Hayes: The forgotten value of summer


Bob Hayes, Columnist

During my final week of high school, my economics teacher, Mr. Yang, spent each day giving us advice as we entered a new, freer stage of our lives. Mr. Yang is both a quirky, hilarious guy and an outstanding teacher. We would spend Monday through Thursday learning about balance sheets and exchange rates (with some funny stories about Mr. Yang’s life mixed in), and then on Friday we’d watch his favorite film, “The Princess Bride.” It was one of my favorite classes throughout high school, and the final week was particularly memorable. Those last few days, he advised us on college lifestyle, what is important in life and how to find happiness.

One bit of advice from Mr. Yang is particularly germane to our lives today: “You do not have many summers left. Enjoy them while you can.”

In our increasingly hypercompetitive world, summers represent a few months during which we can make a name for ourselves. We feel pressured to get the best internship so that we can add a section to our resume that will hopefully make us more attractive to potential employers.

I understand it. If we attend college to acquire skills and advance ourselves in the job market, our summers are a crucial time. Work experience may actually be the only way to distinguish ourselves from the thousands of graduates applying for the same jobs.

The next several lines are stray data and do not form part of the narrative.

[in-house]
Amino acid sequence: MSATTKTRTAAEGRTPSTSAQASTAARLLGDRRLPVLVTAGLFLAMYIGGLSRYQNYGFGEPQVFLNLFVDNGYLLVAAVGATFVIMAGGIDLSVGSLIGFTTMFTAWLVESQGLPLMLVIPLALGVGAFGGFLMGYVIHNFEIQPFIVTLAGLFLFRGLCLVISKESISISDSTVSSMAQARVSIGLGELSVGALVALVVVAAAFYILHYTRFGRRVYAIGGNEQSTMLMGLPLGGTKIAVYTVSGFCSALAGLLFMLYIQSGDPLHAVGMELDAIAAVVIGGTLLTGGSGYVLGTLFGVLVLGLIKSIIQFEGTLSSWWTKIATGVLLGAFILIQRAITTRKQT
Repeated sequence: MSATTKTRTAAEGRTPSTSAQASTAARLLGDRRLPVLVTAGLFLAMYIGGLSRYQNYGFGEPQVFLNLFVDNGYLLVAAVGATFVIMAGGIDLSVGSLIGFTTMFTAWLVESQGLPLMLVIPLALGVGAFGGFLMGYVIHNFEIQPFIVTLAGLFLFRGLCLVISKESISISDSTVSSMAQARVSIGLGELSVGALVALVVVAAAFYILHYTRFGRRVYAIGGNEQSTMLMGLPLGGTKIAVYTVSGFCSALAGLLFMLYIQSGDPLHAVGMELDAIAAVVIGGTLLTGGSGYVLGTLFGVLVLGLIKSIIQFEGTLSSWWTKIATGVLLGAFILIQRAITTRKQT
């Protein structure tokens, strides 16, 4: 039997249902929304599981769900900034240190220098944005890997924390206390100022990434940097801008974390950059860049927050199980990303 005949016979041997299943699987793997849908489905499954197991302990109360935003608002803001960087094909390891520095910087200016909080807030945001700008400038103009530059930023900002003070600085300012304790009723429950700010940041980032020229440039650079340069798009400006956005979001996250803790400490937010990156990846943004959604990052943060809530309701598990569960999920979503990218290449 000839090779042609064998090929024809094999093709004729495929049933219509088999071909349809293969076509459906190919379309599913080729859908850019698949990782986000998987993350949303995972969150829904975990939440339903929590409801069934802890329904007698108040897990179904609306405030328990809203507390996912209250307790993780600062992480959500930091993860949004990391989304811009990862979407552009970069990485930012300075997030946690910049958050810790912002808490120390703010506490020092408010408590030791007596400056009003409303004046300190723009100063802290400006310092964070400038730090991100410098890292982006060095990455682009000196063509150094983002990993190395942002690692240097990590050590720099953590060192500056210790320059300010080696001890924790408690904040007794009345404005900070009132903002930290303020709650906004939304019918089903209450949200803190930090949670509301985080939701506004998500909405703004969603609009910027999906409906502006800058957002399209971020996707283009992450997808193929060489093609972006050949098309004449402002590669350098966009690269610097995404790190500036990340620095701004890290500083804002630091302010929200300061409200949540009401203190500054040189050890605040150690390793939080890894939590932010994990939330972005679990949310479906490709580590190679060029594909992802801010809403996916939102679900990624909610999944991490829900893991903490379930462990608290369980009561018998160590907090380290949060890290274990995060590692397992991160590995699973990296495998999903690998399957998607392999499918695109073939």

While summers are a valuable commodity in the eternal rat race, they are perhaps invaluable as a final extended period of time during which we have freedom from occupational or educational constraints. Unless you decide to be a teacher or end up unemployed, for the rest of your working life, summer is just another working season. Yes, you will get two weeks of vacation, but your buddies will be spread across the world and have different vacation periods.

Right now, summer lasts three months, the weather is fantastic and most of our friends who we have not seen for months are home. When will we ever have an opportunity like this again? Do we really want to spend this invaluable time working 10-hour days in a boring office, getting little (if any) money?

My didacticism does not intend to say that working over the summer and advancing oneself is a bad choice. I, too, will be working this summer and will every summer I have left. I will do whatever I can to land an internship or job that most fits what I want to do.

However, I will also always remember the value of each summer as simply a time to enjoy my friends, my family and my life. Go to a baseball game with high school friends, have an awesome weekend at a music festival, go on vacations – and maybe your parents will pay for them while you have the chance.

This summer, we must consider how valuable these few months are. While many of us will spend our days working jobs, we must strike a balance between three months in an office and doing things we enjoy. If we spend all summer working ourselves into the ground at a job, does that not just set the precedent for the rest of our lives?

Now, my parting words from a fun year as a columnist echo Mr. Yang’s parting words to me as a high school student: Do everything you can to enjoy this summer. It may be the last opportunity in your young life.

Bob Hayes is a Weinberg freshman. He can be reached at [email protected]. If you would like to respond publicly to this column, send a Letter to the Editor to [email protected].